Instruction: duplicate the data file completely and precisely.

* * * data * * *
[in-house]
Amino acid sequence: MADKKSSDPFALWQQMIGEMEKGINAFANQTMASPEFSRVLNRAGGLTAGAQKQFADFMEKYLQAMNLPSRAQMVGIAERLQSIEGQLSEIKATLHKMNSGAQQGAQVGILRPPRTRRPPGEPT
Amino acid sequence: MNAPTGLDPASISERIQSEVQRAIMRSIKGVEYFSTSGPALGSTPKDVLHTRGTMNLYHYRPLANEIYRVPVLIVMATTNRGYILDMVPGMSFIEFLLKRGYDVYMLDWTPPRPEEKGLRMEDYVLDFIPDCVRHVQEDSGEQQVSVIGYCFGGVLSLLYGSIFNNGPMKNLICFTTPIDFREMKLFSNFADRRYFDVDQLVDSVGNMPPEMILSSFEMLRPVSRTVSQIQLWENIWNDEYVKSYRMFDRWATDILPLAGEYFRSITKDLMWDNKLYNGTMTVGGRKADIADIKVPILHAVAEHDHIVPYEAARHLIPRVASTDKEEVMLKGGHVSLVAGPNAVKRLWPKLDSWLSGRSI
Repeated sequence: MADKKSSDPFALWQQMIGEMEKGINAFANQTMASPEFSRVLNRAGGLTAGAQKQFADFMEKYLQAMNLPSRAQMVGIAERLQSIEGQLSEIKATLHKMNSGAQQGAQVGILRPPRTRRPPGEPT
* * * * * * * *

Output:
[in-house]
Amino acid sequence: MADKKSSDPFALWQQMIGEMEKGINAFANQTMASPEFSRVLNRAGGLTAGAQKQFADFMEKYLQAMNLPSRAQMVGIAERLQSIEGQLSEIKATLHKMNSGAQQGAQVGILRPPRTRRPPGEPT
Amino acid sequence: MNAPTGLDPASISERIQSEVQRAIMRSIKGVEYFSTSGPALGSTPKDVLHTRGTMNLYHYRPLANEIYRVPVLIVMATTNRGYILDMVPGMSFIEFLLKRGYDVYMLDWTPPRPEEKGLRMEDYVLDFIPDCVRHVQEDSGEQQVSVIGYCFGGVLSLLYGSIFNNGPMKNLICFTTPIDFREMKLFSNFADRRYFDVDQLVDSVGNMPPEMILSSFEMLRPVSRTVSQIQLWENIWNDEYVKSYRMFDRWATDILPLAGEYFRSITKDLMWDNKLYNGTMTVGGRKADIADIKVPILHAVAEHDHIVPYEAARHLIPRVASTDKEEVMLKGGHVSLVAGPNAVKRLWPKLDSWLSGRSI
Repeated sequence: MADKKSSDPFALWQQMIGEMEKGINAFANQTMASPEFSRVLNRAGGLTAGAQKQFADFMEKYLQAMNLPSRAQMVGIAERLQSIEGQLSEIKATLHKMNSGAQQGAQVGILRPPRTRRPPGEPT